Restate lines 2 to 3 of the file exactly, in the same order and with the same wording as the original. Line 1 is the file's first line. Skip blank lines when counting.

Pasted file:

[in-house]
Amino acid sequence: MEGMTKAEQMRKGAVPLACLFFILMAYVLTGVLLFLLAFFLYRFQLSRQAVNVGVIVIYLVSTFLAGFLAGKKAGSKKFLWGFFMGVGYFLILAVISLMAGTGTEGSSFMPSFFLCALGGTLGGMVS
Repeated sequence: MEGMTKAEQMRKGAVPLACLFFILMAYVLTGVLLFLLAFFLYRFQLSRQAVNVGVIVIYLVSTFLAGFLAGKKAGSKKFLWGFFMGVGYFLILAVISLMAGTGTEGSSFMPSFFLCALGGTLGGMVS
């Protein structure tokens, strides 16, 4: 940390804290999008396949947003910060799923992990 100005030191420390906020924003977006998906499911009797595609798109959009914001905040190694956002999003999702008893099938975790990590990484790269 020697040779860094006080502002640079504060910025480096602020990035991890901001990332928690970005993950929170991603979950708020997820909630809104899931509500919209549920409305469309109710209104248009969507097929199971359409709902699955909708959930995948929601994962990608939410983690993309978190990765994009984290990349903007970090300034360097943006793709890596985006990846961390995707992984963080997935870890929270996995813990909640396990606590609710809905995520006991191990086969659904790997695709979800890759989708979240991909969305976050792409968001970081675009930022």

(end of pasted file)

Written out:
Amino acid sequence: MEGMTKAEQMRKGAVPLACLFFILMAYVLTGVLLFLLAFFLYRFQLSRQAVNVGVIVIYLVSTFLAGFLAGKKAGSKKFLWGFFMGVGYFLILAVISLMAGTGTEGSSFMPSFFLCALGGTLGGMVS
Repeated sequence: MEGMTKAEQMRKGAVPLACLFFILMAYVLTGVLLFLLAFFLYRFQLSRQAVNVGVIVIYLVSTFLAGFLAGKKAGSKKFLWGFFMGVGYFLILAVISLMAGTGTEGSSFMPSFFLCALGGTLGGMVS